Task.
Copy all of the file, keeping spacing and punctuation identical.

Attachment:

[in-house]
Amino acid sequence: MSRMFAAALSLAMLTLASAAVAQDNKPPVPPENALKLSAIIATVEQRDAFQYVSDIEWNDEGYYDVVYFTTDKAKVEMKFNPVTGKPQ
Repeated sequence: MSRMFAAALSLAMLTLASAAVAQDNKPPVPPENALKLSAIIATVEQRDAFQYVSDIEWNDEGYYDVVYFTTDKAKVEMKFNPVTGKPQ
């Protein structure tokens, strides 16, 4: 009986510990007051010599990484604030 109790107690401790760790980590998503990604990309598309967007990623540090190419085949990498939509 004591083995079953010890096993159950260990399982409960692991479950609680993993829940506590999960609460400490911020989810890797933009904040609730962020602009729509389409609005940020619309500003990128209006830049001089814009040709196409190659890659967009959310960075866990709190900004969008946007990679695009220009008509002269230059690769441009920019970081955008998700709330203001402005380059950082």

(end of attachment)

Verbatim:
[in-house]
Amino acid sequence: MSRMFAAALSLAMLTLASAAVAQDNKPPVPPENALKLSAIIATVEQRDAFQYVSDIEWNDEGYYDVVYFTTDKAKVEMKFNPVTGKPQ
Repeated sequence: MSRMFAAALSLAMLTLASAAVAQDNKPPVPPENALKLSAIIATVEQRDAFQYVSDIEWNDEGYYDVVYFTTDKAKVEMKFNPVTGKPQ
């Protein structure tokens, strides 16, 4: 009986510990007051010599990484604030 109790107690401790760790980590998503990604990309598309967007990623540090190419085949990498939509 004591083995079953010890096993159950260990399982409960692991479950609680993993829940506590999960609460400490911020989810890797933009904040609730962020602009729509389409609005940020619309500003990128209006830049001089814009040709196409190659890659967009959310960075866990709190900004969008946007990679695009220009008509002269230059690769441009920019970081955008998700709330203001402005380059950082």